Slow Dancing Society: The Sound of Lights When Dim
Hidden Shoal

Slow Dancing Society's (Washington-based musician Drew Sullivan) The Sound of Lights When Dim is one of the most beautiful albums I've heard in recent days. The moniker and album title alone perfectly capture the music's tranquil, late-night ambiance. Throughout the fifty-minute set, gentle streams of piano, organ, and guitars float in rapturous slow motion. Song titles like “A Song That Will Help You Remember to Forget” and “The Warm Familiar Smell of September” reinforce the music's nostalgic character though the music's dreaminess alone naturally induces reverie. It's a ravishing, often spine-chilling work that sustains its spellbinding quality from the first moment to the last.

Often, material of semi-ambient character is keyboard-centered but Slow Dancing Society's is clearly guitar-oriented. In the sumptuous opener “Be There,” glissandi guitars rise like creatures towards the light, while, anchored by the lulling rhythm of a recurring ‘tick,' electric guitars delicately weave throughout “A Song That Will Help You Remember to Forget.” Elsewhere, a repeated folk theme brings “The Warm Familiar Smell of September” closest to conventional songcraft before the slow-burning guitar lament “Lonesome Sentiment” brings the album to a magisterial close. At low volume, the material assumes an even-toned homogeneity that's belied by the constantly evolving layers of detail one hears at a louder volume. Closer listening reveals just how delicately modulated and graceful a piece like “West of 4 th (Kristina's Song)” truly is. Despite being magnificently understated, The Sound of Lights When Dim is nothing less than a triumph.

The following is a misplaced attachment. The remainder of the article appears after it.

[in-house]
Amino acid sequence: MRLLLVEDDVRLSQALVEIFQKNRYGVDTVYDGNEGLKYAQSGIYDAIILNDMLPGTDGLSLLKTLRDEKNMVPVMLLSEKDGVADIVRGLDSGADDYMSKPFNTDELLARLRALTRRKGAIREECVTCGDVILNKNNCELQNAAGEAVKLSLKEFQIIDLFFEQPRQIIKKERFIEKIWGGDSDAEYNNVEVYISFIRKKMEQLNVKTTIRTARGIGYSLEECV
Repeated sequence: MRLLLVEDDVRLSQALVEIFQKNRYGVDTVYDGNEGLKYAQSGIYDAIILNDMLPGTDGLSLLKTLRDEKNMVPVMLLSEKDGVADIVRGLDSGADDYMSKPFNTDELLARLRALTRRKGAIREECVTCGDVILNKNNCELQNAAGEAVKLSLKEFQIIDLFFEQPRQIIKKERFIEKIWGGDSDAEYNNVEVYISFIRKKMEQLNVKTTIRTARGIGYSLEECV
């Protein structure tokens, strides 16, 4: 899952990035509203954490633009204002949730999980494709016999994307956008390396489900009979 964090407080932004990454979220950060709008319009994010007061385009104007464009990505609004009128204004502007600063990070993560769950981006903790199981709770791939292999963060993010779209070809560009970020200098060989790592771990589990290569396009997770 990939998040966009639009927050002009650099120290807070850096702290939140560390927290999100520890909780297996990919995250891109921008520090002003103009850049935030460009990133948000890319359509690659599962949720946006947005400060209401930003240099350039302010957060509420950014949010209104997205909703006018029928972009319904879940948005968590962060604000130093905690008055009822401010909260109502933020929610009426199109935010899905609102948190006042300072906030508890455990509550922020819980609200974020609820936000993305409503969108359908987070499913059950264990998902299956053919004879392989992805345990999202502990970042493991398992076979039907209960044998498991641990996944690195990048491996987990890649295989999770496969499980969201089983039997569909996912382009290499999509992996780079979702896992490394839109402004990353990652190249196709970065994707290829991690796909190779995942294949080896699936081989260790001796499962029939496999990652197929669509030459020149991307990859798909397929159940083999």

April 2007